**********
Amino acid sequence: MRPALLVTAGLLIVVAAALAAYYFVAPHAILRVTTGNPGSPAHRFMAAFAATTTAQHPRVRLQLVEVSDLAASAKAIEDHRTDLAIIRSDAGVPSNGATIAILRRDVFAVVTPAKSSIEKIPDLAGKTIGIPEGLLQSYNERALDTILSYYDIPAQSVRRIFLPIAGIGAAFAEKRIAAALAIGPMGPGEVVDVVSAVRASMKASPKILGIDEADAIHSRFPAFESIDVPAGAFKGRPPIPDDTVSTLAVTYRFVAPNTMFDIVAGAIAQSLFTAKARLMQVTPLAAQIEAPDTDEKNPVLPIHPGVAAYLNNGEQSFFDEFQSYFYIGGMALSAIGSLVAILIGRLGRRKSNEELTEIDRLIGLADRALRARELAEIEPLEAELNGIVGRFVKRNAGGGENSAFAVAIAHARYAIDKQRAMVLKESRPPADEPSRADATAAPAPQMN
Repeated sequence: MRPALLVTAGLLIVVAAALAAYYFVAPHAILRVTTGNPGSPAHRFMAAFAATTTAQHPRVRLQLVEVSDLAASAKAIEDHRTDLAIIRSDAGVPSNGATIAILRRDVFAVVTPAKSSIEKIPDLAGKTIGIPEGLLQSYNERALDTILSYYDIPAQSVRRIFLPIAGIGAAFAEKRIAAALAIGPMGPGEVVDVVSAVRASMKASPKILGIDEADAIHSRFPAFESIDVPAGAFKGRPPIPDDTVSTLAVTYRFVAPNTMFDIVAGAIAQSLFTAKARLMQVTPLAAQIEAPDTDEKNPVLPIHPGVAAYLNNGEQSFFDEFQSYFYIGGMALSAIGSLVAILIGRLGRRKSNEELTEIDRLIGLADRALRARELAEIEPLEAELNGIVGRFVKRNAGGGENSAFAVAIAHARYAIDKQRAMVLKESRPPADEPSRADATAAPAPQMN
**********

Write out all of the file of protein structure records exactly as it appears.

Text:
Amino acid sequence: MRPALLVTAGLLIVVAAALAAYYFVAPHAILRVTTGNPGSPAHRFMAAFAATTTAQHPRVRLQLVEVSDLAASAKAIEDHRTDLAIIRSDAGVPSNGATIAILRRDVFAVVTPAKSSIEKIPDLAGKTIGIPEGLLQSYNERALDTILSYYDIPAQSVRRIFLPIAGIGAAFAEKRIAAALAIGPMGPGEVVDVVSAVRASMKASPKILGIDEADAIHSRFPAFESIDVPAGAFKGRPPIPDDTVSTLAVTYRFVAPNTMFDIVAGAIAQSLFTAKARLMQVTPLAAQIEAPDTDEKNPVLPIHPGVAAYLNNGEQSFFDEFQSYFYIGGMALSAIGSLVAILIGRLGRRKSNEELTEIDRLIGLADRALRARELAEIEPLEAELNGIVGRFVKRNAGGGENSAFAVAIAHARYAIDKQRAMVLKESRPPADEPSRADATAAPAPQMN
Repeated sequence: MRPALLVTAGLLIVVAAALAAYYFVAPHAILRVTTGNPGSPAHRFMAAFAATTTAQHPRVRLQLVEVSDLAASAKAIEDHRTDLAIIRSDAGVPSNGATIAILRRDVFAVVTPAKSSIEKIPDLAGKTIGIPEGLLQSYNERALDTILSYYDIPAQSVRRIFLPIAGIGAAFAEKRIAAALAIGPMGPGEVVDVVSAVRASMKASPKILGIDEADAIHSRFPAFESIDVPAGAFKGRPPIPDDTVSTLAVTYRFVAPNTMFDIVAGAIAQSLFTAKARLMQVTPLAAQIEAPDTDEKNPVLPIHPGVAAYLNNGEQSFFDEFQSYFYIGGMALSAIGSLVAILIGRLGRRKSNEELTEIDRLIGLADRALRARELAEIEPLEAELNGIVGRFVKRNAGGGENSAFAVAIAHARYAIDKQRAMVLKESRPPADEPSRADATAAPAPQMN